“Can you believe that England hadn’t allowed a goal in the entire tournament until the semifinals, a streak of more than 720 minutes without conceding for goalkeeper Jordan Pickford? That broke a record that had stood since the days of Gordon Banks. Gordon Banks!”

“Italy is unbeaten in their last 33 matches in all competitions (27-0-6), its longest such streak ever.”

Are the starting lineups set?
The starting lineups won’t be official until an hour before kickoff, but don’t expect the managers, England’s Gareth Southgate and Italy’s Roberto Mancini, to mess with what’s worked so far.

Here are some projected teams if the coaches, as expected, leave well enough alone:

ENGLAND: Jordan Pickford; Kyle Walker, John Stones, Harry Maguire, Luke Shaw; Declan Rice, Kalvin Phillips; Bukayo Saka, Mason Mount, Raheem Sterling; Harry Kane.

ITALY: Gianluigi Donnarumma; Giovanni Di Lorenzo, Leonardo Bonucci, Giorgio Chiellini, Emerson Palmieri; Nicolò Barella, Jorginho, Marco Verratti; Federico Chiesa, Ciro Immobile, Lorenzo Insigne.

Wasn’t there another big final this weekend?
Yes. That was the Copa América, the South American championship. Argentina beat Brazil, 1-0, in the final Saturday night in Rio de Janeiro, delivering the first senior title of Lionel Messi’s glittering career.

Germany unveils logo for soccer’s Euro 2024 tournament

Germany has unveiled the logo for soccer’s 2024 European Championship during a ceremony with a light show in the stadium that will hold the final.

Some guests and media were invited to Berlin’s Olympiastadion for the UEFA launch, though no fans were present on a damp evening in the German capita on Tuesdayl.

The logo features an outline of the Henri Delaunay Cup — the bulbous tournament trophy — set on a colored oval outline that resembles the Olympiastadion’s roof. It features colors from the flags of UEFA’s 55 member nations, set in 24 slices around the trophy to represent the 24 teams that will ultimately qualify for the tournament in Germany.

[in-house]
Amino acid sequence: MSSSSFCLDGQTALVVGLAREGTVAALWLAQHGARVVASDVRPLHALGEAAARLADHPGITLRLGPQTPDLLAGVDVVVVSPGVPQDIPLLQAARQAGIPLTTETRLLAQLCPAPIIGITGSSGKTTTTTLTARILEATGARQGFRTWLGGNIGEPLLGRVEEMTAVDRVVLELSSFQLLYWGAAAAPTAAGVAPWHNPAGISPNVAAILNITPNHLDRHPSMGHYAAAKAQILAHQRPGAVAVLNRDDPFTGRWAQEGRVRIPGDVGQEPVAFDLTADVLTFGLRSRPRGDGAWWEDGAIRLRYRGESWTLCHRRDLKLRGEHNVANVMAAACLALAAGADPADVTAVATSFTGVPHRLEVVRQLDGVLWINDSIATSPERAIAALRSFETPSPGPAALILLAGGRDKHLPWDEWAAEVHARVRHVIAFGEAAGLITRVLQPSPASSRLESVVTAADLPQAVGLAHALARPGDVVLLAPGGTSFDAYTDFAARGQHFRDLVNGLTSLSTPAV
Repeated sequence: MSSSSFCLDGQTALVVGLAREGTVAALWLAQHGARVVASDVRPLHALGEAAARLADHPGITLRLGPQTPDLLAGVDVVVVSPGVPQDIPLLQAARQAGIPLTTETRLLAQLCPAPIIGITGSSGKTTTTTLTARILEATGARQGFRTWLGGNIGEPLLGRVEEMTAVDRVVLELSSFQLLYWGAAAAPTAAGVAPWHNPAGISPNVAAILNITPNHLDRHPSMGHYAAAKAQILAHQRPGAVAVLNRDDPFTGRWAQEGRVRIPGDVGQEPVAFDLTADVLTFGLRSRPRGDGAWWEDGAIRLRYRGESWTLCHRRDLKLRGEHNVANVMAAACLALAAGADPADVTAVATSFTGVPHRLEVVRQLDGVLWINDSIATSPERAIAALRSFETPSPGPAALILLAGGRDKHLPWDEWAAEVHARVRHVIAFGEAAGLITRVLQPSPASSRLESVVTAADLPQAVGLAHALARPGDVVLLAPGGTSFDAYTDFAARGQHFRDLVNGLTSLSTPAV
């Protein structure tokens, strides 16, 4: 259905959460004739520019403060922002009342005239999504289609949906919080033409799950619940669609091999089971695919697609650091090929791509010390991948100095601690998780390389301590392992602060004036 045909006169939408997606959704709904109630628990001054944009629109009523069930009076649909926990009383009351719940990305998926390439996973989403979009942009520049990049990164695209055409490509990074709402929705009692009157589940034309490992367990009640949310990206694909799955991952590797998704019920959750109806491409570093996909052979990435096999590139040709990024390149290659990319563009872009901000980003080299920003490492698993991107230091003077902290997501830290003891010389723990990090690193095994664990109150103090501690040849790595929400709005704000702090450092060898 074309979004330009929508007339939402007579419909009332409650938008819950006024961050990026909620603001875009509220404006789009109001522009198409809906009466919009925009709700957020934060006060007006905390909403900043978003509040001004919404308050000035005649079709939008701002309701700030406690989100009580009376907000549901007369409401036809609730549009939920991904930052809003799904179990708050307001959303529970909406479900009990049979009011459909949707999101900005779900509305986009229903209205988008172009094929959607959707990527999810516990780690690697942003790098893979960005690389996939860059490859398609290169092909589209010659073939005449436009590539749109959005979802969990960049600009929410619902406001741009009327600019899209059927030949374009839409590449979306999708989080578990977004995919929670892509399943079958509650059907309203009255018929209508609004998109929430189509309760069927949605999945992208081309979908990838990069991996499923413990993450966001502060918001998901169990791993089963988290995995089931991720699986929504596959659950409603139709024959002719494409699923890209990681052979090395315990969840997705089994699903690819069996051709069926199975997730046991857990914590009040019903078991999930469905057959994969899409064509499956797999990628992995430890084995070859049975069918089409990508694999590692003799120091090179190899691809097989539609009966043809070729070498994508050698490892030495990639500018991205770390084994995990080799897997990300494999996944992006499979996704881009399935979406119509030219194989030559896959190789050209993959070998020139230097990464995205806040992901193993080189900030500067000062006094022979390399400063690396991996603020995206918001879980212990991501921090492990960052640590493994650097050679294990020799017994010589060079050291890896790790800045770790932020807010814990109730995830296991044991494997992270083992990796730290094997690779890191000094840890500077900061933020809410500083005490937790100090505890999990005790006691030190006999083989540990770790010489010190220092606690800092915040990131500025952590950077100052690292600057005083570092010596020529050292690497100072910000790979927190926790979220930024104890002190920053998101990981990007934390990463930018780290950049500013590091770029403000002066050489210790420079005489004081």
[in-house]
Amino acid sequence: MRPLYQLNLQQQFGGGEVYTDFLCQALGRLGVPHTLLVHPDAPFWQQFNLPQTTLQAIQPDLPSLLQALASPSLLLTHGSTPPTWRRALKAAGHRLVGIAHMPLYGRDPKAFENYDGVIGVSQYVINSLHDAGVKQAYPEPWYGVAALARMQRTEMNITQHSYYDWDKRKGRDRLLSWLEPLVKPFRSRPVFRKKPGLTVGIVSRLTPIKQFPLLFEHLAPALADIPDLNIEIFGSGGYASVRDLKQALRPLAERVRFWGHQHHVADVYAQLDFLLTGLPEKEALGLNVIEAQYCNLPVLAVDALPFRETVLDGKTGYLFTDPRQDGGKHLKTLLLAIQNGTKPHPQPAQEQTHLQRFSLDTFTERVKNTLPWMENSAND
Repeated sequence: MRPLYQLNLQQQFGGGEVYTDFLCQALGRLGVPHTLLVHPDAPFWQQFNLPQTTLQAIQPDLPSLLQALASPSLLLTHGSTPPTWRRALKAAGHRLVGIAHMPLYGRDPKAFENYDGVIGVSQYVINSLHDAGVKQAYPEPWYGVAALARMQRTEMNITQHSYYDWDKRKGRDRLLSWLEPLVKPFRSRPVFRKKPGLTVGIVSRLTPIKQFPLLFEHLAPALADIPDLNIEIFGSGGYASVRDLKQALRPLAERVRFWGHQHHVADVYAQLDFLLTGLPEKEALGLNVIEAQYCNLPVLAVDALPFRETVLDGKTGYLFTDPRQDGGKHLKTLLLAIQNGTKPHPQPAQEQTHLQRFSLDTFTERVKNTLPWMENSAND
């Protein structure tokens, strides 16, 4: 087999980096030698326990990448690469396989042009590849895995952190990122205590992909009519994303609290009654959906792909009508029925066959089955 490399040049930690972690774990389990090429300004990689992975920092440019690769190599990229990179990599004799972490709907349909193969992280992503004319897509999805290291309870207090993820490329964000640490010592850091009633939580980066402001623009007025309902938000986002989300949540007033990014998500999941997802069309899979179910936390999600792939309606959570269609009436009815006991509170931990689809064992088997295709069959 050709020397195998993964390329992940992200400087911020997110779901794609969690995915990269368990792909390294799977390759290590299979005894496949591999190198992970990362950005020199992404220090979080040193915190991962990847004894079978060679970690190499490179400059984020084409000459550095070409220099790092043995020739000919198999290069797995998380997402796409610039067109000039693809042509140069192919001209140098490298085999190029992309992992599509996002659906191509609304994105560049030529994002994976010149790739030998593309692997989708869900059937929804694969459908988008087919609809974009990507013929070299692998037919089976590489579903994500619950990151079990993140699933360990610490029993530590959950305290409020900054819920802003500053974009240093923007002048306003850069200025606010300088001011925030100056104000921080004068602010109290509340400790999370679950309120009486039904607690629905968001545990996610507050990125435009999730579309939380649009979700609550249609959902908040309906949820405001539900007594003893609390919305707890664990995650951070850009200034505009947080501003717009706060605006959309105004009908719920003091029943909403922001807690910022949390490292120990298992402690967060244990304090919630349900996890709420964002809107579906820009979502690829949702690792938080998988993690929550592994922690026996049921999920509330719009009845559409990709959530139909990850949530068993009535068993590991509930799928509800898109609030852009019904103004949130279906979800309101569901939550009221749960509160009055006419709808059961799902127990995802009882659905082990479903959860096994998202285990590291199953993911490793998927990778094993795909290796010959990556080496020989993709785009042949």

Organisers said the brand will promote a tournament where persity is celebrated, and everyone should feel welcome. The tournament’s slogan “United by Football. Vereint im Herzen Europas” — or “United at the Heart of Europe” — is meant to convey a message of togetherness and inclusion.

Logos for each of the 10 host cities — Berlin, Cologne, Dortmund, Düsseldorf, Frankfurt, Gelsenkirchen, Hamburg, Leipzig, Munich and Stuttgart — were also presented with each featuring a famous local landmark. Berlin’s, for example, features the Brandenburg Gate.

“From now on, the tournament has a brand identity which reflects the ambition we have together with the host association and host cities,” UEFA president Aleksander Ceferin said.

The tournament is due to be played in June and July 2024 with the match schedule to be confirmed next year.

Germany hosted the World Cup in 2006, with the final held in the refurbished Olympiasstadion. The stadium was originally built for the 1936 Olympic Games hosted by Nazi Germany.

West Germany also hosted the World Cup in 1974 and the European Championship in 1988.